BJP needs disqualified MLAs to swing it for them

B S Yediyurappa. (DH Photo)

The ruling BJP will need a massive swing in votes in 11 out of the 15 Assembly constituencies that are headed towards the crucial December 5 bye-elections, according to polling data from last year’s election.  

If that does not sound like an uphill task, the BJP will also need to ensure that those who won last year - the disqualified rebel legislators whom the party is backing - still retain enough hold in their constituencies to get re-elected based on their personal charisma. 

In four seats, the worry for Chief Minister B S Yediyurappa is that the BJP has little or no electoral base - Chikballapur, Yeshwanthpur, KR Pet and Hunsur - where the party’s vote share ranged between 3.21% and 20.65%. In seven other seats, the BJP has some electoral ground to cover in order to exceed the votes polled by the Congress and the JD(S), last year. 

That is why the BJP hopes that the Supreme Court verdict will pave the way for the disqualified MLAs to contest the bypolls, so that their individual clout and support base will add to the saffron vote share.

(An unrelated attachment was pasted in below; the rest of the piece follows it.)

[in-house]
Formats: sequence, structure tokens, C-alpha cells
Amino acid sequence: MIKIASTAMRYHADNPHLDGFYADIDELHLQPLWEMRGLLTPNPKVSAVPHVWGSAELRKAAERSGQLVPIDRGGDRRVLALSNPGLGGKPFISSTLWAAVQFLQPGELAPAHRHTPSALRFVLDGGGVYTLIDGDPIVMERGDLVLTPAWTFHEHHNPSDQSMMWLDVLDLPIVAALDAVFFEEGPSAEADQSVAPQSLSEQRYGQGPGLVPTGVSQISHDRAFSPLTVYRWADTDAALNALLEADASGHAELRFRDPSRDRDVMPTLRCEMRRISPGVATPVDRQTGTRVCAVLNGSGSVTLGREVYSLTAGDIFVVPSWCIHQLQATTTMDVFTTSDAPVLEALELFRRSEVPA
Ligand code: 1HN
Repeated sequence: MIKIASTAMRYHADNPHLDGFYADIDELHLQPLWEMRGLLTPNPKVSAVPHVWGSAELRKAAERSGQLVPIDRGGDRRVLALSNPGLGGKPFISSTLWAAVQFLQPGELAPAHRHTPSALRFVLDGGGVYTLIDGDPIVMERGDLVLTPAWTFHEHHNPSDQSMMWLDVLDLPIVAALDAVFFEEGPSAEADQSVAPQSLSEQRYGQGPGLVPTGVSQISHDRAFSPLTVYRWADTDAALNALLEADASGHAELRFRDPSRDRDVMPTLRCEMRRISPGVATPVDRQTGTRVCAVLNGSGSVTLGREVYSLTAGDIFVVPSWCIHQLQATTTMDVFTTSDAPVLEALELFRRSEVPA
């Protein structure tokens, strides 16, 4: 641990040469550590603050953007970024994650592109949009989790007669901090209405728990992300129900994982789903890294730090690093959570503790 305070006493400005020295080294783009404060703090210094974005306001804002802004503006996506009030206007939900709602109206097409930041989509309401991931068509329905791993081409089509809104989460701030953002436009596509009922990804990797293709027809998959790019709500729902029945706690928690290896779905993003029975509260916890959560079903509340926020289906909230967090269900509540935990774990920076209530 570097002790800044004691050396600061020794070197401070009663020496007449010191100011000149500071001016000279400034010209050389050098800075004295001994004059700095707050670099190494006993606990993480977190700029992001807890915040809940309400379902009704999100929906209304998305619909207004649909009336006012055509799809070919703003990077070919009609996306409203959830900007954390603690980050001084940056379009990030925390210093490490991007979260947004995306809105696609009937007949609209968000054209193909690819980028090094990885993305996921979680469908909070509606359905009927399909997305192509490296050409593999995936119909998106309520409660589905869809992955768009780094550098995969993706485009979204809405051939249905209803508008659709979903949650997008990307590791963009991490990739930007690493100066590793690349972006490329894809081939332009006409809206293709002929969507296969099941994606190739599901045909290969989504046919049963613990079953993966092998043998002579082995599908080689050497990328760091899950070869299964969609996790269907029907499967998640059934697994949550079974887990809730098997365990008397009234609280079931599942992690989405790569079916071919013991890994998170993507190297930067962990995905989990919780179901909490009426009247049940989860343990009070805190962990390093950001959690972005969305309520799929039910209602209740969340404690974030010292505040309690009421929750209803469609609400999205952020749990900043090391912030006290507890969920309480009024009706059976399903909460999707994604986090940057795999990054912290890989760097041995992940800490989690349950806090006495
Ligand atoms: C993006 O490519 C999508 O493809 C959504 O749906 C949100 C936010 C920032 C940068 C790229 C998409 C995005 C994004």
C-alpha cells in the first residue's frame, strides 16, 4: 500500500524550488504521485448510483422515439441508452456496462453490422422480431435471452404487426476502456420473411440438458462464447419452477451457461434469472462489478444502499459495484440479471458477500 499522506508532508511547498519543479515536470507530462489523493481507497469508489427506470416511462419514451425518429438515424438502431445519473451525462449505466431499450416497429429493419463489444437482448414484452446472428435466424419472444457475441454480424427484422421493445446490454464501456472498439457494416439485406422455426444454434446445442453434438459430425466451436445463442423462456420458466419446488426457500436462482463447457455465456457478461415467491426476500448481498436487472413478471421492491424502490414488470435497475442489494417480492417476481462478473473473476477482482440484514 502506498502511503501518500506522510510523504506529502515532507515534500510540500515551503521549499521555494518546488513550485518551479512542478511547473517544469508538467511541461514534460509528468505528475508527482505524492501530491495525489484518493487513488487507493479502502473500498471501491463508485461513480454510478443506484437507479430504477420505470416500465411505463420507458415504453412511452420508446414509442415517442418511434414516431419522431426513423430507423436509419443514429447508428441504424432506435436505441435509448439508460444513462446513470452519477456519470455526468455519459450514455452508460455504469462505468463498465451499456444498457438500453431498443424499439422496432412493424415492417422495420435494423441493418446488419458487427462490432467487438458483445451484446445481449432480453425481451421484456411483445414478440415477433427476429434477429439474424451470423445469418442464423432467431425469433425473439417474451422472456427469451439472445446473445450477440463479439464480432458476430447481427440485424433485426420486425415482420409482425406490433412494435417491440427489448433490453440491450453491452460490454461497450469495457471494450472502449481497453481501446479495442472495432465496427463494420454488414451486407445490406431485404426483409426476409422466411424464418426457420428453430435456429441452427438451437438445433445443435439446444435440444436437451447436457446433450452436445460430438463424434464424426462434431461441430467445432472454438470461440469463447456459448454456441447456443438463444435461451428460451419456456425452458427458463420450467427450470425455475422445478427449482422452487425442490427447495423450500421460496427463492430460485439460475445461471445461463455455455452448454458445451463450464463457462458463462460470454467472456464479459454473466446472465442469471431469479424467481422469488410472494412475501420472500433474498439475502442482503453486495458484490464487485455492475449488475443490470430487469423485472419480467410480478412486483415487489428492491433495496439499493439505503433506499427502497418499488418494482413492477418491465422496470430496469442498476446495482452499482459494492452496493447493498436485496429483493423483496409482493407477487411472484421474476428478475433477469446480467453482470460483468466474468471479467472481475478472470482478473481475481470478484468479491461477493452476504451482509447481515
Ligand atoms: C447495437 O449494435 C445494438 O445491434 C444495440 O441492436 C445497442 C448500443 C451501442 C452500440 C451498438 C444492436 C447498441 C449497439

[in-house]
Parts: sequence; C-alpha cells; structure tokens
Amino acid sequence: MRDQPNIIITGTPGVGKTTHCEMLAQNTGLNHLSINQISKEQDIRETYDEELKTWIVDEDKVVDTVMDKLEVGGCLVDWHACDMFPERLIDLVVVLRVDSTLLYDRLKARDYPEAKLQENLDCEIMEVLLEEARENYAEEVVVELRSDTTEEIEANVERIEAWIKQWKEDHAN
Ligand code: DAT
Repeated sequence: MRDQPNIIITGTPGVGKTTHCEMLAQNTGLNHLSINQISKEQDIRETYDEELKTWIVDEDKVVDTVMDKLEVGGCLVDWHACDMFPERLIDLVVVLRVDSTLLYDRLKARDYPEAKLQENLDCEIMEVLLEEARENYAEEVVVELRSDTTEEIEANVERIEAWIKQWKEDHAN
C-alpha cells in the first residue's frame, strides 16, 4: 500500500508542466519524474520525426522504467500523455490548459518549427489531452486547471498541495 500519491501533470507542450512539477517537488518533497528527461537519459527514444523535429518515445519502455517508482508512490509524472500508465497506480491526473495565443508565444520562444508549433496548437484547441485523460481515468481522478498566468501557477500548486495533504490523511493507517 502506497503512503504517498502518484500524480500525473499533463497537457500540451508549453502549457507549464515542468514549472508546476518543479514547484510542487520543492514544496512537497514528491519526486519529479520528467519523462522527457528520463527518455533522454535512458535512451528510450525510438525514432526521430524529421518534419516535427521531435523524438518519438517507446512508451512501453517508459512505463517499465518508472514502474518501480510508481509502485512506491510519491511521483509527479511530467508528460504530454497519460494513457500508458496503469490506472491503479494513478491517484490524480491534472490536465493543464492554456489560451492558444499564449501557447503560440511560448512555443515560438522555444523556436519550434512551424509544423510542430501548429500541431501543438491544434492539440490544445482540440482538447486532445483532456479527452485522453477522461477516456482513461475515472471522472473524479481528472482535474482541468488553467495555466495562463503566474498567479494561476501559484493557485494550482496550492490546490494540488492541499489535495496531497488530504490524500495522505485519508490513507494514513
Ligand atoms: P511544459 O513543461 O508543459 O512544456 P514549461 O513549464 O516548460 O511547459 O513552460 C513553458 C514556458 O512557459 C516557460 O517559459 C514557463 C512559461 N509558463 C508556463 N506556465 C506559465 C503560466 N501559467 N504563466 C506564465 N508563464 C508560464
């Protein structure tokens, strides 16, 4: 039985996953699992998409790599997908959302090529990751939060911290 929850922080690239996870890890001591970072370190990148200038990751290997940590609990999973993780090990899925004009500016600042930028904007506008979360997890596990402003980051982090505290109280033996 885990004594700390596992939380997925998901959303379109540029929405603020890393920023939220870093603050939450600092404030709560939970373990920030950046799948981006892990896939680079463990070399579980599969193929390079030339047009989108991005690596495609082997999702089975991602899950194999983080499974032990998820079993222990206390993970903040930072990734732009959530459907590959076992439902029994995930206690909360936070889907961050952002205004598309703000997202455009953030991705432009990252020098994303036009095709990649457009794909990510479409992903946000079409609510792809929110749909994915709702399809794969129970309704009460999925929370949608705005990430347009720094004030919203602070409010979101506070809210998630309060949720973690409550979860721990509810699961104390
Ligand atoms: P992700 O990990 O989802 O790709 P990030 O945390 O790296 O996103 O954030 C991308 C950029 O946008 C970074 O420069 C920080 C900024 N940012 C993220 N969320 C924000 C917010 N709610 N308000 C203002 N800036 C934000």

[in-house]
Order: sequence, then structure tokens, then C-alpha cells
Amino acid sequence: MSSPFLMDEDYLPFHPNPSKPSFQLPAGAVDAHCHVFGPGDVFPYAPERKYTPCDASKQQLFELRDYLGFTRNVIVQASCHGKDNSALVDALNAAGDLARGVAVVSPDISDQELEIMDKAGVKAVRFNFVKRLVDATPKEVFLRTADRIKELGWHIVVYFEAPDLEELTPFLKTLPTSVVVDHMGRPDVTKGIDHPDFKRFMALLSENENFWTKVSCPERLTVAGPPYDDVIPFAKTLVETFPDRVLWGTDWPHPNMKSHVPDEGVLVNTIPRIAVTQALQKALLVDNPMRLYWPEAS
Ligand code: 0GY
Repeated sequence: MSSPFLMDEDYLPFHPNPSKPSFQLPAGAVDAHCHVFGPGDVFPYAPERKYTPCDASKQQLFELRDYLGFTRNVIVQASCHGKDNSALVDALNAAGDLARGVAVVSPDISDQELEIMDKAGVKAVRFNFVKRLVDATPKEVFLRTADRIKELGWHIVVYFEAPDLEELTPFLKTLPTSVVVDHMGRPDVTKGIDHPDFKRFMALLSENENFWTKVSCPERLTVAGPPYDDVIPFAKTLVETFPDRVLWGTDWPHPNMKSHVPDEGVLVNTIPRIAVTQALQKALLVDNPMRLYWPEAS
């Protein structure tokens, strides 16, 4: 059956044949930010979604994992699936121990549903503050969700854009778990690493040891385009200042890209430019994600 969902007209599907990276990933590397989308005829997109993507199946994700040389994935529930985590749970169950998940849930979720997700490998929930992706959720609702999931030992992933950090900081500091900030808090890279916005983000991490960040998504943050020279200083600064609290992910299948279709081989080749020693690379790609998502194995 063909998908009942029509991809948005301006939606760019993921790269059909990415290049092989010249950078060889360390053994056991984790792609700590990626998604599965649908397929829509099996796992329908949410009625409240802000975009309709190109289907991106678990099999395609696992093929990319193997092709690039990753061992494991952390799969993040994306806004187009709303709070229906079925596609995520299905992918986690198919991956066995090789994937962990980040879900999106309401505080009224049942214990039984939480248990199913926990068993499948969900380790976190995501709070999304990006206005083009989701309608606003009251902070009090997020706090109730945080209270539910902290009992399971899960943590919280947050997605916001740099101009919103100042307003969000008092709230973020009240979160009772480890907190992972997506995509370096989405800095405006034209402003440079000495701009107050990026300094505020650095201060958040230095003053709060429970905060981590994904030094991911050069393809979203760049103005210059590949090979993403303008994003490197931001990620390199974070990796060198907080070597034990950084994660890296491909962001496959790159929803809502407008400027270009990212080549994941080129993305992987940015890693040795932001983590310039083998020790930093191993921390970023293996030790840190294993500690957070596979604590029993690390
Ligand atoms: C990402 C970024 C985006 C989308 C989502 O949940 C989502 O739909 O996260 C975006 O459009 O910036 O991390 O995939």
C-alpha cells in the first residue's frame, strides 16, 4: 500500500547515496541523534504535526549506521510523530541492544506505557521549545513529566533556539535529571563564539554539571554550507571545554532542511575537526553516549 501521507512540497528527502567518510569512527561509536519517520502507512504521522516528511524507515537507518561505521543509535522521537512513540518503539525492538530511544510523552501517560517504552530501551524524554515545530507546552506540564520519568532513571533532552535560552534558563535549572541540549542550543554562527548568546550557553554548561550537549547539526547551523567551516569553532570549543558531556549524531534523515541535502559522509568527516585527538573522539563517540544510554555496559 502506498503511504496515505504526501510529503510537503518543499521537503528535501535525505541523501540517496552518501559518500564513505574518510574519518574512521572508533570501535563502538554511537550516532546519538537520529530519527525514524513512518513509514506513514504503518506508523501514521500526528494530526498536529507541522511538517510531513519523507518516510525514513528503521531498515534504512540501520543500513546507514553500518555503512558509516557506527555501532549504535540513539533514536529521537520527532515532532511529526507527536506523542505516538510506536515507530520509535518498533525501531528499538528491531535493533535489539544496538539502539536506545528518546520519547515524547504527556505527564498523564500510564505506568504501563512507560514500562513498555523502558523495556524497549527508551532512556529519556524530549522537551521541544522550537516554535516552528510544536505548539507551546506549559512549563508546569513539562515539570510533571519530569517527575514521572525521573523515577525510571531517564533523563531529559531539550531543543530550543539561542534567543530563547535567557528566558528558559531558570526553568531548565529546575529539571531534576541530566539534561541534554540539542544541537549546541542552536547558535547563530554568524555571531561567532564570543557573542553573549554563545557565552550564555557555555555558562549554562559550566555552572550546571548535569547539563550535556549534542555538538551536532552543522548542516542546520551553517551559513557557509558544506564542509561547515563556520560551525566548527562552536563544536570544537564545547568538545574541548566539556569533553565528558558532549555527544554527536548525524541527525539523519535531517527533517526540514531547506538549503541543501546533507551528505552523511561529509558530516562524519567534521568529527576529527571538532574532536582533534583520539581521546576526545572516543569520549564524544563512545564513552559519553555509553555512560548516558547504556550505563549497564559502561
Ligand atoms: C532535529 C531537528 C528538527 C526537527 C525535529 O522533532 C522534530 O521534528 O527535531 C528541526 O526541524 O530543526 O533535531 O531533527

The BJP’s vote share in Athani, Yellapur, Hirekerur and Hoskote is not too far behind - just under 5% - the Congress’. 

With the polls nearing, both the BJP and the Congress are working on the poll arithmetic. 

“It’s safe to say that there will be considerable cross-currents,” Congress’ former minister Krishna Byre Gowda said. He pointed out that in Chikballapur, for example, the BJP has a tough battle with disqualified legislator K Sudhakar as its candidate.

“That’s because the BJP does not have enough of its own vote bank for Sudhakar to fall back on,” Gowda said. “It’s the same for the BJP in some other seats also. But having said that, the contest will not be lopsided either.” The Congress is also wary of the clout these disqualified MLAs wield in their constituencies. 

In several constituencies, the BJP will need the personal vote bank of the disqualified MLAs and also retain its own vote share, which could be a challenge. In Hoskote, for instance, the Bachegowda family has its own clout. But with Sharath Bachegowda, the BJP’s defeated candidate, threatening to rebel, the saffron party’s vote share may take a hit. 

The threat of such rebellion looms large on the BJP in other constituencies where its leaders lost narrowly last year, and are demanding the bypoll ticket. 

 

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